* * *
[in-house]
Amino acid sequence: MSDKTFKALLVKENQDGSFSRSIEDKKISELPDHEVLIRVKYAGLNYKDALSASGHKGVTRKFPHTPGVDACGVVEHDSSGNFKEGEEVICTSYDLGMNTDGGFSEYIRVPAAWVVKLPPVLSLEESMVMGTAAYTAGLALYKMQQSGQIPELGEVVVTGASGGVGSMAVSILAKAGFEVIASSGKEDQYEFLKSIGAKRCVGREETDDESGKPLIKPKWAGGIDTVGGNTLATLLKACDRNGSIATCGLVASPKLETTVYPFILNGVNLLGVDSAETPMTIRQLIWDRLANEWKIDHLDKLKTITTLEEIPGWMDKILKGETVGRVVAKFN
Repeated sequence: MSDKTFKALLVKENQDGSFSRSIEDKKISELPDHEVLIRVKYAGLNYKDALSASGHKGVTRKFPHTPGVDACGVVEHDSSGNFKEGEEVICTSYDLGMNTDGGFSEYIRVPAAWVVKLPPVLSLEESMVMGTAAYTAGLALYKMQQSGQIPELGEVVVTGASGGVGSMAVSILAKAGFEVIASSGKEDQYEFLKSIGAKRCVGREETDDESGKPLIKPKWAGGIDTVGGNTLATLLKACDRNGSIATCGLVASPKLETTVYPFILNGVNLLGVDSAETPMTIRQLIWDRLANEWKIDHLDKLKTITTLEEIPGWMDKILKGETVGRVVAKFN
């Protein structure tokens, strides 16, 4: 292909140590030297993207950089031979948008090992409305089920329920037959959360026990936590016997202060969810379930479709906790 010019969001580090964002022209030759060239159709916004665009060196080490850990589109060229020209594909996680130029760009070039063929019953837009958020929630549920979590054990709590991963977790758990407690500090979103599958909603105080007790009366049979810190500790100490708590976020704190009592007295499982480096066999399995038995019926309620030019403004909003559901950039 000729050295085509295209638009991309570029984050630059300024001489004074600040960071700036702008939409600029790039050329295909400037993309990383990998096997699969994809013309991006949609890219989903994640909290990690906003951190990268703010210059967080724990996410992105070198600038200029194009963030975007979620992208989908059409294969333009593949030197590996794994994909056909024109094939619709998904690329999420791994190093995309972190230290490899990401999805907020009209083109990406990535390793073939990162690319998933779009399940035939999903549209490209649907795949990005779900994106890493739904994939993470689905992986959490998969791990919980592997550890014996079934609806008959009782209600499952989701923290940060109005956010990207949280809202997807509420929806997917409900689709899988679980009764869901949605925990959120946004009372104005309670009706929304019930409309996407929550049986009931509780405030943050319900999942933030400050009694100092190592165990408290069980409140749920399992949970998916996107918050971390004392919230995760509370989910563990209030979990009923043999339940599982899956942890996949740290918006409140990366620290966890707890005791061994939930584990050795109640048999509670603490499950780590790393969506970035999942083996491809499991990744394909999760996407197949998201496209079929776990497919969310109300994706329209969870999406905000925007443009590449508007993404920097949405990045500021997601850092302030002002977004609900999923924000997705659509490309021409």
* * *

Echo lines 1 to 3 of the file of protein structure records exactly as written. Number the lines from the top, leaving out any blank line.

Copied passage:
[in-house]
Amino acid sequence: MSDKTFKALLVKENQDGSFSRSIEDKKISELPDHEVLIRVKYAGLNYKDALSASGHKGVTRKFPHTPGVDACGVVEHDSSGNFKEGEEVICTSYDLGMNTDGGFSEYIRVPAAWVVKLPPVLSLEESMVMGTAAYTAGLALYKMQQSGQIPELGEVVVTGASGGVGSMAVSILAKAGFEVIASSGKEDQYEFLKSIGAKRCVGREETDDESGKPLIKPKWAGGIDTVGGNTLATLLKACDRNGSIATCGLVASPKLETTVYPFILNGVNLLGVDSAETPMTIRQLIWDRLANEWKIDHLDKLKTITTLEEIPGWMDKILKGETVGRVVAKFN
Repeated sequence: MSDKTFKALLVKENQDGSFSRSIEDKKISELPDHEVLIRVKYAGLNYKDALSASGHKGVTRKFPHTPGVDACGVVEHDSSGNFKEGEEVICTSYDLGMNTDGGFSEYIRVPAAWVVKLPPVLSLEESMVMGTAAYTAGLALYKMQQSGQIPELGEVVVTGASGGVGSMAVSILAKAGFEVIASSGKEDQYEFLKSIGAKRCVGREETDDESGKPLIKPKWAGGIDTVGGNTLATLLKACDRNGSIATCGLVASPKLETTVYPFILNGVNLLGVDSAETPMTIRQLIWDRLANEWKIDHLDKLKTITTLEEIPGWMDKILKGETVGRVVAKFN